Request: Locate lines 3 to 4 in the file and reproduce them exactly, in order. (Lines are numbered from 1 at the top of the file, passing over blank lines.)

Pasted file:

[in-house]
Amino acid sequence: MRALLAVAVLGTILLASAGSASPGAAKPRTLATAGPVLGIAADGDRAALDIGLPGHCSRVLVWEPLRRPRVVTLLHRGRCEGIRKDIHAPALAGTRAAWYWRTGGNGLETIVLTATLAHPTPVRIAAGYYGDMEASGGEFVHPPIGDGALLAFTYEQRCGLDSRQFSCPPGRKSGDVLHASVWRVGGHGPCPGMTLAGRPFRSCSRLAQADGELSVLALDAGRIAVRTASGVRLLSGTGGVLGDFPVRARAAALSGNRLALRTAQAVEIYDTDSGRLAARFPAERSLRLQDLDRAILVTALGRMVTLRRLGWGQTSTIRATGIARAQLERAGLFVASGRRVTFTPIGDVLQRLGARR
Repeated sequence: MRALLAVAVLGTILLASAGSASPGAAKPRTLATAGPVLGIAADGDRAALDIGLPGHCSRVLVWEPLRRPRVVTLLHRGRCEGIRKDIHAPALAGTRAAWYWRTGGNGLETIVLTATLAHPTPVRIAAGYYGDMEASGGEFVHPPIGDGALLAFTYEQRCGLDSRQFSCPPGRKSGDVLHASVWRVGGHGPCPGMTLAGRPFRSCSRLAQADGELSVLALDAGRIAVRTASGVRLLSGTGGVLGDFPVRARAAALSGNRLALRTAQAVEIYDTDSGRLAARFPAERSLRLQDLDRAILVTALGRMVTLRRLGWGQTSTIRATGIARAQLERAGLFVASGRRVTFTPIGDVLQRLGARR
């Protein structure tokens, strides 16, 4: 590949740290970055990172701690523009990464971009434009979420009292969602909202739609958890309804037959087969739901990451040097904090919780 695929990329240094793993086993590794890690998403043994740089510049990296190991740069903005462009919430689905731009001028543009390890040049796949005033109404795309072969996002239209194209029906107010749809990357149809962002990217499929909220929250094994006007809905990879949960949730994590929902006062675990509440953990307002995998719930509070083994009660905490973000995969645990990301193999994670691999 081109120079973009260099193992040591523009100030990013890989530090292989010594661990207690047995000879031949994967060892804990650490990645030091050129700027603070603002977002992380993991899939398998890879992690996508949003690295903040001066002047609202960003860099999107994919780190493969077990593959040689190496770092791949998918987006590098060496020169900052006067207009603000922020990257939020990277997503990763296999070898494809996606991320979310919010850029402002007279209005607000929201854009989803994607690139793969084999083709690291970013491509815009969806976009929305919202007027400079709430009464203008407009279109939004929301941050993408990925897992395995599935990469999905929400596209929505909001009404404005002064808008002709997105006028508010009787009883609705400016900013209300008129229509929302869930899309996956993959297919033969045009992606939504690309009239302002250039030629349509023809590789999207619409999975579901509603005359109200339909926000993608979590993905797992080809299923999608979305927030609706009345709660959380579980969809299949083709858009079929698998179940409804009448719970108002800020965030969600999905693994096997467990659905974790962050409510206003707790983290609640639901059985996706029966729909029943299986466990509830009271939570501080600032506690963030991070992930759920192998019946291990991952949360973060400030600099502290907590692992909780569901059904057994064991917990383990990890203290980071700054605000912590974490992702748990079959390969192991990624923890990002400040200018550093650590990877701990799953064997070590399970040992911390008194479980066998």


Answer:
Repeated sequence: MRALLAVAVLGTILLASAGSASPGAAKPRTLATAGPVLGIAADGDRAALDIGLPGHCSRVLVWEPLRRPRVVTLLHRGRCEGIRKDIHAPALAGTRAAWYWRTGGNGLETIVLTATLAHPTPVRIAAGYYGDMEASGGEFVHPPIGDGALLAFTYEQRCGLDSRQFSCPPGRKSGDVLHASVWRVGGHGPCPGMTLAGRPFRSCSRLAQADGELSVLALDAGRIAVRTASGVRLLSGTGGVLGDFPVRARAAALSGNRLALRTAQAVEIYDTDSGRLAARFPAERSLRLQDLDRAILVTALGRMVTLRRLGWGQTSTIRATGIARAQLERAGLFVASGRRVTFTPIGDVLQRLGARR
């Protein structure tokens, strides 16, 4: 590949740290970055990172701690523009990464971009434009979420009292969602909202739609958890309804037959087969739901990451040097904090919780 695929990329240094793993086993590794890690998403043994740089510049990296190991740069903005462009919430689905731009001028543009390890040049796949005033109404795309072969996002239209194209029906107010749809990357149809962002990217499929909220929250094994006007809905990879949960949730994590929902006062675990509440953990307002995998719930509070083994009660905490973000995969645990990301193999994670691999 081109120079973009260099193992040591523009100030990013890989530090292989010594661990207690047995000879031949994967060892804990650490990645030091050129700027603070603002977002992380993991899939398998890879992690996508949003690295903040001066002047609202960003860099999107994919780190493969077990593959040689190496770092791949998918987006590098060496020169900052006067207009603000922020990257939020990277997503990763296999070898494809996606991320979310919010850029402002007279209005607000929201854009989803994607690139793969084999083709690291970013491509815009969806976009929305919202007027400079709430009464203008407009279109939004929301941050993408990925897992395995599935990469999905929400596209929505909001009404404005002064808008002709997105006028508010009787009883609705400016900013209300008129229509929302869930899309996956993959297919033969045009992606939504690309009239302002250039030629349509023809590789999207619409999975579901509603005359109200339909926000993608979590993905797992080809299923999608979305927030609706009345709660959380579980969809299949083709858009079929698998179940409804009448719970108002800020965030969600999905693994096997467990659905974790962050409510206003707790983290609640639901059985996706029966729909029943299986466990509830009271939570501080600032506690963030991070992930759920192998019946291990991952949360973060400030600099502290907590692992909780569901059904057994064991917990383990990890203290980071700054605000912590974490992702748990079959390969192991990624923890990002400040200018550093650590990877701990799953064997070590399970040992911390008194479980066998």